We may finally be emerging from the dark tunnel of the COVID-19 pandemic, but that hardly sounds like a topic for a musical. How has the enforced isolation affected us all; some worse than others? Are we destined to be permanently trapped in Mark Zuckerberg’s metaverse? Can young children recognize unmasked faces? And really, can we grasp any humor from the situation?
This season’s offering by Israel’s veteran English-language musical theatre group, LOGON (the Light Opera Group of the Negev) provides an answer. The Broadway Cure, an original satirical musical review written by librettist Jeff Meshel, is a comedy (okay, a black comedy) about a very unfunny period of isolation.
The show takes place in the near future, when the COVID-19 virus has been eradicated. But two dozen patients severely damaged by lockdowns and social distancing remain in the last Post-Pandemic Psychological Trauma (PPPT) hospital ward, which is about to be closed. “When all the COVID-19 wards in the country closed, this hospital got the leftovers, the hopeless cases,” declares the tyrannical hospital director. “They’re nothing but fakers and shirkers, taking up valuable beds. They have to be cleared out.”
Unfortunately, the newly hired neuroscientist, Dr. Bob, who is more familiar with earthworms than humans, is totally clueless about how to prepare the patients for their release into the real world.
What’s the solution? The cleaning lady knows: Sensitivity therapy with the help of Broadway’s greatest hits. And true to its name, The Broadway Cure weaves in favorite Broadway songs from LOGON’S past musical productions.
“How do you measure, measure a year?” is a line from the song “Seasons of Love,” from the 1996 musical Rent, one of only two songs in the show not performed in LOGON’s past shows. Though it was written in a completely different context (the AIDS crisis), considering the difficult and transformational two-plus years we’ve been through and accomplished together, “the song seems appropriate in the theme of isolation,” says Meshel.
This year LOGON is celebrating its 40th anniversary, making it the oldest English language theater group in Israel. This will be the first time that the company is mounting an original production, rather than a well-known Broadway musical. The challenge, says Meshel, was how to integrate songs that LOGON has performed in the past with the narrative. (Think, perhaps Mama Mia.) “The idea for the story,” he explains, “was the problem of isolation as a result of the pandemic. What’s the solution? Music. Music as therapy, music as a way to heal the social maladies of COVID-19, as opposed to medically.”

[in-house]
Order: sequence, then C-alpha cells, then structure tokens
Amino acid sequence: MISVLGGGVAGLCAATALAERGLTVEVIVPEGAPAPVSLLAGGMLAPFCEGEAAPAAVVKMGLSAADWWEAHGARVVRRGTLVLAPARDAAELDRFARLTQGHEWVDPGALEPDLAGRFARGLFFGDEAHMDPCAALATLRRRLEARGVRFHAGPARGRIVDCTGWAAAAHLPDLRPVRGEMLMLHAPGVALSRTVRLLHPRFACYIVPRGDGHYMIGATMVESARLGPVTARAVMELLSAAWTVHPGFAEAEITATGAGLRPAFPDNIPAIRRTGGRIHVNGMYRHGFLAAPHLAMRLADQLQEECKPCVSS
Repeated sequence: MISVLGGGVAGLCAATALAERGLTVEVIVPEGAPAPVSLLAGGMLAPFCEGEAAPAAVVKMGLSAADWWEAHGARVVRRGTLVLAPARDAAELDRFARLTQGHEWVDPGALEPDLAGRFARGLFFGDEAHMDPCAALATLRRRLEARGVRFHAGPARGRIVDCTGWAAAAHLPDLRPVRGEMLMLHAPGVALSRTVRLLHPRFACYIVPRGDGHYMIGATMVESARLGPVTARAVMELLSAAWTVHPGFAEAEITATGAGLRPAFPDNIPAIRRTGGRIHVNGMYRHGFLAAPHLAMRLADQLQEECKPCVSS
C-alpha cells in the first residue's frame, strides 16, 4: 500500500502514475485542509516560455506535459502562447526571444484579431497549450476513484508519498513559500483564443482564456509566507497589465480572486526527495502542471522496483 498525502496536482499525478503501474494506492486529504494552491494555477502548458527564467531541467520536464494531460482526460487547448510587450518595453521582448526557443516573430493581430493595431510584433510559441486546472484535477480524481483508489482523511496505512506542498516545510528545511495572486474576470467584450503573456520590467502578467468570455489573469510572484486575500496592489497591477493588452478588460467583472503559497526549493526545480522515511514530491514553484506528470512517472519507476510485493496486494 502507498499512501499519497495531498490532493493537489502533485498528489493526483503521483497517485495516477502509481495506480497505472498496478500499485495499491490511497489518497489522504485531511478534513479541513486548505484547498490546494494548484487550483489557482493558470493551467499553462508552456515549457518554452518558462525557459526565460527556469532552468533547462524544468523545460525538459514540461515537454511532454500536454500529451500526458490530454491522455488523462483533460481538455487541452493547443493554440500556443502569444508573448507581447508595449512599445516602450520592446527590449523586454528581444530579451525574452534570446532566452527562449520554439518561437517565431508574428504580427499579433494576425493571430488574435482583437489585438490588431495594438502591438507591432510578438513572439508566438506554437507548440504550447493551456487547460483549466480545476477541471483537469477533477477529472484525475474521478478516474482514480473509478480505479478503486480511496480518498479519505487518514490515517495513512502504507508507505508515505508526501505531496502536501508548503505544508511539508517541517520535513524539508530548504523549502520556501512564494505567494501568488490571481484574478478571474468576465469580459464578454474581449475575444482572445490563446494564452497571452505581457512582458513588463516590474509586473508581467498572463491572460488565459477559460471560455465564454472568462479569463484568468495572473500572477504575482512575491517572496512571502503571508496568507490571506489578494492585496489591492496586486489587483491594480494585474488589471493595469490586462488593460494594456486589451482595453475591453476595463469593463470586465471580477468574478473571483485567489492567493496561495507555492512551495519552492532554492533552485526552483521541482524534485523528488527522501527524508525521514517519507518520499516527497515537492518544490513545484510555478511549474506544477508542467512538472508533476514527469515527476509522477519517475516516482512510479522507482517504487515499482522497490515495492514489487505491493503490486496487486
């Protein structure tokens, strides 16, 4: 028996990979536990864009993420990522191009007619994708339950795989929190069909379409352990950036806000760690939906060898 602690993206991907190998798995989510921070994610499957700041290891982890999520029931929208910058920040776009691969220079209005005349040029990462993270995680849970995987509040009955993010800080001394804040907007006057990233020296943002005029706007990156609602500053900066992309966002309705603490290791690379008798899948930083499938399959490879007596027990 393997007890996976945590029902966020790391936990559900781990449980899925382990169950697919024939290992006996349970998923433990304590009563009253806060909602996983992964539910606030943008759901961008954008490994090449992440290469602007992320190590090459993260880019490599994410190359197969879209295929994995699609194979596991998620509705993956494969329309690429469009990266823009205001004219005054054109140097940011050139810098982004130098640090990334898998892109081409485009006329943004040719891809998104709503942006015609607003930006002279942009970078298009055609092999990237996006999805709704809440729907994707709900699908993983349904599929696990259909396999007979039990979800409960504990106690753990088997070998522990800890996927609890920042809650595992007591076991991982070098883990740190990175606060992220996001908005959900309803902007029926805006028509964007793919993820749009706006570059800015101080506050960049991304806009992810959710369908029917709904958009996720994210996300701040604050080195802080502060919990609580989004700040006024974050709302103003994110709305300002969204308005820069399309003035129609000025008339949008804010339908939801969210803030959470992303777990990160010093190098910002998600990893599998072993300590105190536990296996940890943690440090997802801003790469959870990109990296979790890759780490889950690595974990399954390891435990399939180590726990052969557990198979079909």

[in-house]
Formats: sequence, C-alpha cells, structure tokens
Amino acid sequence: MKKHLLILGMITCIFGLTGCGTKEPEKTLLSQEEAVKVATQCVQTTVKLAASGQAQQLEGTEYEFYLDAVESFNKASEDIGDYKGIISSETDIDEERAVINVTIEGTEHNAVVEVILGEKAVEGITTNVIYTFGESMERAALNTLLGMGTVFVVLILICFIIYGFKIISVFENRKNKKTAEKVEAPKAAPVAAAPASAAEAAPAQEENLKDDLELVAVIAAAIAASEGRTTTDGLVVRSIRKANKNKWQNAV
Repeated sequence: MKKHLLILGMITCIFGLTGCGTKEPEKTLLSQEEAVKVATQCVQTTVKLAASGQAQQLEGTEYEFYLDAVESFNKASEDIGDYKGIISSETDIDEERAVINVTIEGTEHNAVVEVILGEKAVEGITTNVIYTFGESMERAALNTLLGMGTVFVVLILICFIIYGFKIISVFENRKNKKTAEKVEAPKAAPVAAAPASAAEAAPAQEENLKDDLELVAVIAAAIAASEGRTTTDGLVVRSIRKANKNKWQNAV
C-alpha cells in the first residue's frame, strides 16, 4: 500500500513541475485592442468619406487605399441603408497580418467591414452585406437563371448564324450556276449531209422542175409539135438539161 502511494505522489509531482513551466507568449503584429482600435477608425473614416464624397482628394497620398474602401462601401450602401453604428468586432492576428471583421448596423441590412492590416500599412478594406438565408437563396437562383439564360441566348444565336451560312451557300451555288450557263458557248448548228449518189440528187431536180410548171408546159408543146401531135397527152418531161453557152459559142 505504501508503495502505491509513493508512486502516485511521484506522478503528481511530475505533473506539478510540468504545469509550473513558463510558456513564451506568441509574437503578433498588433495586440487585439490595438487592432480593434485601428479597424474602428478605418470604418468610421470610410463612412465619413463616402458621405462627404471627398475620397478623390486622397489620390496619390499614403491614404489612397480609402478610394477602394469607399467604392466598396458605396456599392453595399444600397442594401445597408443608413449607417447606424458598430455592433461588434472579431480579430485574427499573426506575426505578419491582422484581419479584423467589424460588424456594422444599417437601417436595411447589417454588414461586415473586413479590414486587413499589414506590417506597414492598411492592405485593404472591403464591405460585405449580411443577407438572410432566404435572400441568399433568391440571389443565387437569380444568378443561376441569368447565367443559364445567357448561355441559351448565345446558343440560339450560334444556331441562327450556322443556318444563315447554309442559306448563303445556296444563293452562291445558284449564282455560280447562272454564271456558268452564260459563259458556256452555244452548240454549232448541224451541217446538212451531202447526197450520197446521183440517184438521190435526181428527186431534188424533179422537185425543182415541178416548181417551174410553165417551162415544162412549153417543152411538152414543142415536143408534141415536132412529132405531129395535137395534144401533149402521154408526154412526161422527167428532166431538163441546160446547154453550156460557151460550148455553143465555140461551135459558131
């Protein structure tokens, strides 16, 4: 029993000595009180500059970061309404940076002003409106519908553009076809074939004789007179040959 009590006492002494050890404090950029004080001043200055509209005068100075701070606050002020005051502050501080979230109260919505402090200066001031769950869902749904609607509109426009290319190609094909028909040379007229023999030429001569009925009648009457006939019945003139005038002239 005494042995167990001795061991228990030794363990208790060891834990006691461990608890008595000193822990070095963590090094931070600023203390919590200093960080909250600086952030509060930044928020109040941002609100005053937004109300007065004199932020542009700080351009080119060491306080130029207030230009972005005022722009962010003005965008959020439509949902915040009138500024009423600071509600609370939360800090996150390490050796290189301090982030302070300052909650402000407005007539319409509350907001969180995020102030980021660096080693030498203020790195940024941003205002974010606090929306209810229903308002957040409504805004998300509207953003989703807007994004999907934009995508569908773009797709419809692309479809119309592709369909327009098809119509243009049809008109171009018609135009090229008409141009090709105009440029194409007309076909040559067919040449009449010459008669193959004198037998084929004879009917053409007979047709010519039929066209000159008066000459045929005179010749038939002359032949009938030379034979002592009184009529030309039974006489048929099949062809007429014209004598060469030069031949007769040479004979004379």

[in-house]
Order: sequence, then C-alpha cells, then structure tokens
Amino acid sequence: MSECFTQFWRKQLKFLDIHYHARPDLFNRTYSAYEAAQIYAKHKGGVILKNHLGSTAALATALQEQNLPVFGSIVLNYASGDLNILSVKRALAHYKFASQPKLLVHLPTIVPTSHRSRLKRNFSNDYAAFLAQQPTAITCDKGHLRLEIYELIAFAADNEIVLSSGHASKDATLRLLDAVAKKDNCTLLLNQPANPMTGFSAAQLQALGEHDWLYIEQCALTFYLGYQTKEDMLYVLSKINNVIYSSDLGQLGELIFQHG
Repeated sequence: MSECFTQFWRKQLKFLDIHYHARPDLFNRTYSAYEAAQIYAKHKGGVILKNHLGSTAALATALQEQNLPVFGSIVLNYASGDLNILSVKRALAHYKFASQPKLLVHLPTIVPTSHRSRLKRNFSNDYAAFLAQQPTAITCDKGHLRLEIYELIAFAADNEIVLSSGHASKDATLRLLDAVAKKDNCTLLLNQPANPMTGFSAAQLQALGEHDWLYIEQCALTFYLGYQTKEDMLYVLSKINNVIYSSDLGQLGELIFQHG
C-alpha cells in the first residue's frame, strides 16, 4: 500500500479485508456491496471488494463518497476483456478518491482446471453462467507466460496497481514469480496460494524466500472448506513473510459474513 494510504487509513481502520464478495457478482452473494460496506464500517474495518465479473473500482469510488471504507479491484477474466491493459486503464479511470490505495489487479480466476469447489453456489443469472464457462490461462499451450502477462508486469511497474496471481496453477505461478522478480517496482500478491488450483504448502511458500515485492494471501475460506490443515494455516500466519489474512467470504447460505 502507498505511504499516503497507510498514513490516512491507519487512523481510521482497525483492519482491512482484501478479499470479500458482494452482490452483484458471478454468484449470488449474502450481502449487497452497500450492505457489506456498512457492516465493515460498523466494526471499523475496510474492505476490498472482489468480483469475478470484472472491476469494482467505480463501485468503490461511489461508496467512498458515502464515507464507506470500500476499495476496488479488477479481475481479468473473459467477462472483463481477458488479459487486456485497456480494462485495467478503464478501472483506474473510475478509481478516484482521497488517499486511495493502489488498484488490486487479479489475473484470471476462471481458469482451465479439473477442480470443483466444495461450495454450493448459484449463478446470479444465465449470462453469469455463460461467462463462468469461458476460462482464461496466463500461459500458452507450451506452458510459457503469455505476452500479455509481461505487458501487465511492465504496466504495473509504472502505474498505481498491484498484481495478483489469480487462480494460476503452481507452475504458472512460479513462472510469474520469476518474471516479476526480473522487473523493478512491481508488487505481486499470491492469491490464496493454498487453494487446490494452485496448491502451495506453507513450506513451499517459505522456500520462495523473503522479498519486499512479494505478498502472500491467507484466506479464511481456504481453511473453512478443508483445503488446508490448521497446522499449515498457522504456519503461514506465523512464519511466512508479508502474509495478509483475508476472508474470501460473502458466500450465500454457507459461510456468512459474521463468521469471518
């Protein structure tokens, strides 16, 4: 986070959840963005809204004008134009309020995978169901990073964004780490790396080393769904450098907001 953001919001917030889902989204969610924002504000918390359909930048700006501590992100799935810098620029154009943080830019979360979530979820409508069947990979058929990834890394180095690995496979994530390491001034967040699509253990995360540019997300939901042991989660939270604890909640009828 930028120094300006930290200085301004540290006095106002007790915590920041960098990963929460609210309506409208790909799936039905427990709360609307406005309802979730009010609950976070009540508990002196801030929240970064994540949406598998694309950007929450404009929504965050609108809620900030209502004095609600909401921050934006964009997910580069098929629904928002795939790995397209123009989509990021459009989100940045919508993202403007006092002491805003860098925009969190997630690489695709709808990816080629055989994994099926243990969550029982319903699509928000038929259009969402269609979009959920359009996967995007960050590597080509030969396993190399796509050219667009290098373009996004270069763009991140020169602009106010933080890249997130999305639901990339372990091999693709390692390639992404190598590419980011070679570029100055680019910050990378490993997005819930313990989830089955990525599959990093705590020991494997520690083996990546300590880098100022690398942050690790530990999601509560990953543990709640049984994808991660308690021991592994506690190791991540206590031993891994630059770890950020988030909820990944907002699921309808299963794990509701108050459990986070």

As in every conventional musical, the songs blend logically with the plot. The task was how to achieve this with songs that are already well-known (e.g., “Sit Down You’re Rockin the Boat,” “I could Have Danced All Night,” “Getting to Know You”, and so on) that also work thematically. “Ironically, some of the songs are woven more fully in the plot of The Broadway Cure than they were in the original shows,” says Meshel, who has also appeared on stage in past LOGON shows.
Then, how to create a comedy out of a grim situation. “There’s nothing funny about being locked in, isolated and lonely. But it’s human nature to laugh whenever we can, especially in challenging times, because humor lifts our spirits,” maintains Meshel.
Founded in 1981 in Omer near Beersheba, LOGON (the acronym far predates the internet age) draws participants from the south of the country. It began originally by performing Gilbert & Sullivan operettas, then deciding it had exhausted the G&S repertoire (and perhaps its audience), LOGON began producing Broadway musicals, which the company stages every year in performances around the country.
Like so many other theater groups in the country, LOGON had its share of cancellations when COVID-19 darkened Israel’s stages. The 2020 run of The Sound of Music had to be shut down and re-booked for 2021. Then last May, performances had to be canceled again because of rocket attacks from Gaza.
Still, (masked) rehearsals for the new show resumed at the end of the year. Meshel believes that, in a sense, LOGON’s latest production echoes the subject of the show or vice versa. “LOGON is truly a community theater – a theater community. It’s people who have overcome the pandemic isolation by coming together to make theater, to bring the audience to laughter, to bring everyone involved in the production together.”
Performances of The Broadway Cure begin March 14th at Eshkol Regional Hall, then go on to Jerusalem, Rehovot, Modiin, Be’er-Sheva and Ra’anana. Tickets may be purchased online at [email protected] or the telephone hotline 08-641-4081.